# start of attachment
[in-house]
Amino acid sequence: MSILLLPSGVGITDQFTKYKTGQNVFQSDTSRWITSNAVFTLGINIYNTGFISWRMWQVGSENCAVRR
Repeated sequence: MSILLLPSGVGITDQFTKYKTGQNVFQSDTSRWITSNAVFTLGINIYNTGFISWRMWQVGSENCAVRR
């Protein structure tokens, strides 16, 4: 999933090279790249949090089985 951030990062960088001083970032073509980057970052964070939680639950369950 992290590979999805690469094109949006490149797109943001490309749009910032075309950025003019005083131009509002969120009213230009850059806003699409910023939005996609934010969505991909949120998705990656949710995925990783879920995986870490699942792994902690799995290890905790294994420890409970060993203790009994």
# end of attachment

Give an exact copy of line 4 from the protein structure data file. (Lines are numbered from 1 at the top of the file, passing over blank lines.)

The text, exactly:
């Protein structure tokens, strides 16, 4: 999933090279790249949090089985 951030990062960088001083970032073509980057970052964070939680639950369950 992290590979999805690469094109949006490149797109943001490309749009910032075309950025003019005083131009509002969120009213230009850059806003699409910023939005996609934010969505991909949120998705990656949710995925990783879920995986870490699942792994902690799995290890905790294994420890409970060993203790009994």